The McNamara-O’Hara Service Contract Act (Service Contract Act or SCA) is a federal law that controls various aspects of service contracts between the federal government and individuals or companies. As a “service employee,” you work for one of the contractors performing services on an SCA. Therefore, your employer must pay you at least the minimum wage required by the Service Contract Act.

What Is the Purpose of the Service Contract Act?

Congress passed the Act, and it was signed into law in 1966. The provisions of the Act are managed by the Wage and Hours Division of the U.S. Department of Labor. 

The purpose of the act is to guarantee fair wages for service employees working on government contracts. Employees providing services under an SCA are paid at least the prevailing rates for the same work in the location where they work.

How Much Does My Employer Need to Pay Me Under the Service Contract Act?

Contractors and subcontractors with prime contracts for more than $2,500 must pay employees a minimum wage equal to the wage rate with benefits from private employers located where the work is performed. However, if a previous contractor had a collective bargaining agreement with employees, any new contractor must pay the wage rates in the collective bargaining agreement.

When there is no collective bargaining agreement, the employer must pay employees:

  • The rate set by the Department of Labor’s wage determination; OR,
  • The federal minimum wage under the Fair Labor Standards Act, which is currently $7.25 per hour

Wage determinations set the prevailing locality rate of pay. The Service Contract Act only applies to federal contracts that do not have a term over five years. Furthermore, there are numerous exemptions from the SCA requirements, including:

  • Public Utility Services
  • Postal Service contract offices 
  • Construction contracts under the Davis-Bacon Act
  • Contracts for services outside of the United States
  • Transportation contracts under published tariffs
  • Walsh-Healey Public Contracts
  • Contracts controlled by the 1934 Communications Act

In addition to paying a least the federal minimum wage or the wage determination rate, employers must also pay overtime wages. Overtime wages equal 1.5 times the regular hourly rate of pay for all hours worked over 40 per week.

What Are Some of the Employee Rights Under the Service Contract Act?

As discussed above, employees must receive the federal minimum rate or the wage determination by the Department of Labor for the specific service contract. Additionally, employees must pay a specified rate for fringe benefits. 

As an alternative, the employer can provide their employees with major medical coverage. The current specified rate for fringe benefits under the Service Contract Act is $2.56 per hour. 

It does not matter whether you are a full-time or part-time employee. The benefit and wage requirements of the SCA apply equally to all employees who are not administrative, executive, or exempt professional employees.

Is Your Employer Required to Comply With the Wage Requirements of the SCA?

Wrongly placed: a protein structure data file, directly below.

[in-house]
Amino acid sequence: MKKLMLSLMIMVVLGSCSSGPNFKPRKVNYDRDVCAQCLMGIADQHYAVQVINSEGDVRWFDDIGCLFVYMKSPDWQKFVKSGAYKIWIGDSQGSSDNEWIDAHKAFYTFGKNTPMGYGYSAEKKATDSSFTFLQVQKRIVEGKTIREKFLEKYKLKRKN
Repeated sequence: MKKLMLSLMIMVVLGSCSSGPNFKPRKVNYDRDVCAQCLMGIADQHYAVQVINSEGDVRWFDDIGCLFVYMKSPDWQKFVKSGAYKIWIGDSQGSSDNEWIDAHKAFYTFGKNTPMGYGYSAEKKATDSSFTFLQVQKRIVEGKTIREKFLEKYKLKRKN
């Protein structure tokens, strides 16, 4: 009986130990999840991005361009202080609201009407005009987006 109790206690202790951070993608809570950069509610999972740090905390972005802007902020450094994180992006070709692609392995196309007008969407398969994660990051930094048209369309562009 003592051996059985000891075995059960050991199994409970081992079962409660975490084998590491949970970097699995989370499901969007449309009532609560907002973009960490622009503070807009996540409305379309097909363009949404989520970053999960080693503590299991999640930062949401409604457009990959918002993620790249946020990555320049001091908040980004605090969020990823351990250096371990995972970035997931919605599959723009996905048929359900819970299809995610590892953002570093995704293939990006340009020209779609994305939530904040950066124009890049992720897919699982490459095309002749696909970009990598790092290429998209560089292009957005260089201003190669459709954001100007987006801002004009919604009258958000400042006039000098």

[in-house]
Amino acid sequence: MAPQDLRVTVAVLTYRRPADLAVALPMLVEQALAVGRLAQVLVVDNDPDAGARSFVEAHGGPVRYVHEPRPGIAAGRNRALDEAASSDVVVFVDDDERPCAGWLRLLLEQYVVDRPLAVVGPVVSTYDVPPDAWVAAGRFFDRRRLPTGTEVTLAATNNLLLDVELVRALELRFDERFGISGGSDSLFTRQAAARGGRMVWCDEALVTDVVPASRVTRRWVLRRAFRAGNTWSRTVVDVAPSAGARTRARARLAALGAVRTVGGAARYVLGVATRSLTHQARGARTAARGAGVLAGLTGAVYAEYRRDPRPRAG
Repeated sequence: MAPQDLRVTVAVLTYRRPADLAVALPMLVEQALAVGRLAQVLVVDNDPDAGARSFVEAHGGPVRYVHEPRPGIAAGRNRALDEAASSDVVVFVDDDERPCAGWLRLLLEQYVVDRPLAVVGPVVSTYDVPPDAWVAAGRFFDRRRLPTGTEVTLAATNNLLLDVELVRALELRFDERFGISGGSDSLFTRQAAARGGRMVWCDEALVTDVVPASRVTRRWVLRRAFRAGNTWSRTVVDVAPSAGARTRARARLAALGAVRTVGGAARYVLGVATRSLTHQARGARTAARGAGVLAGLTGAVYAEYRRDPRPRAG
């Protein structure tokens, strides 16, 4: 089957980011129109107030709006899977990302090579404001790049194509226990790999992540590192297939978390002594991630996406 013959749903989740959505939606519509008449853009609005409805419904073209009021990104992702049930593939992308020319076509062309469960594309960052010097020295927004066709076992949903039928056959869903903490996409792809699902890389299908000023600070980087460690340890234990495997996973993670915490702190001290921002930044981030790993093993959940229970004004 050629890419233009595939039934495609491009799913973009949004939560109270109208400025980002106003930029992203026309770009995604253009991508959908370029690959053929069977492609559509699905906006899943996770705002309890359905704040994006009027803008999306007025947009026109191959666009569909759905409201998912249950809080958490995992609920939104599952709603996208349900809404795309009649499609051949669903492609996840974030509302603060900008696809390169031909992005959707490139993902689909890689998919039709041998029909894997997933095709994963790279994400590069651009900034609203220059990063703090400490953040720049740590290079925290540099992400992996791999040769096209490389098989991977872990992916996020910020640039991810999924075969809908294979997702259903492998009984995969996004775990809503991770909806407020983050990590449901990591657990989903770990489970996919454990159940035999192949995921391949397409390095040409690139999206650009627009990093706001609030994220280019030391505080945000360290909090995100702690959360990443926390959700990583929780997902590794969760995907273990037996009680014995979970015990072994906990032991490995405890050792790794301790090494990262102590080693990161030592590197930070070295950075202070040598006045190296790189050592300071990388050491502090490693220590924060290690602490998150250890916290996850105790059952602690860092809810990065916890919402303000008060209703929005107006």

Generally, the request for bids will indicate whether a contract is subject to the Service Contract Act. If not, most contracts that meet the following requirements fall under the terms of the SCA:

  • The U.S. Government or the District of Columbia awarded the contract;
  • The contract is for services that will be performed primarily by non-exempt service employees;
  • The contract provides for more than $2,5000 in payments; and,
  • The work performed under the contract occurs in a foreign U.S. territory or the United States.

Employers are required to notify their employees working under an SCA of the compensation owed to them under the Service Contract Act.

Unless there is a specific exception, the contract falls within the scope of the SCA if the above criteria apply. Failing to comply with the wage requirements of the SCA could result in the company losing the federal contract. The government may also withhold sufficient funds to cover the costs of paying the service employees their required wages under the Service Contract Act.

What Should an Employee Do if They Believe They Are Not Receiving the Correct Wages Under the SCA?

It is common for an employer not paying wage-determined rates to fail to notify service employees of their rights under the SCA. Employers should post a Notice to Employees Working on Government Contracts at the work site. 

The requirements and provisions of the Service Contract Act can be confusing and complicated. If you are a service employee proving work for a government contract, talk with a wage and hour disputes lawyer.

Wage and hour disputes include matters related to wage deductions, sick time, overtime, tip pooling, bonuses, commissions, and unpaid wages

To learn more, call our San Diego law firm at (619) 693-7727 or contact us online.

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About The Author

Nicholas J. Ferraro

Nicholas J. Ferraro is a skilled labor and employment lawyer and the founder of Ferraro Vega Employment Lawyers, Inc. Based in San Diego, he focuses on representing employees in class action and collective litigation cases. Education: Mr. Ferraro attended the University of San Diego School of Law, where he was a member of the San Diego Law Review. Experience: Over a decade of legal practice, representing more than 100,000 employees. Court Admissions: Mr. Ferraro represents his clients throughout the State of California and the State of Washington. He is a member of the State Bar of California. Community Involvement: Active member of the California Employment Lawyers Association and the San Diego County Bar Association.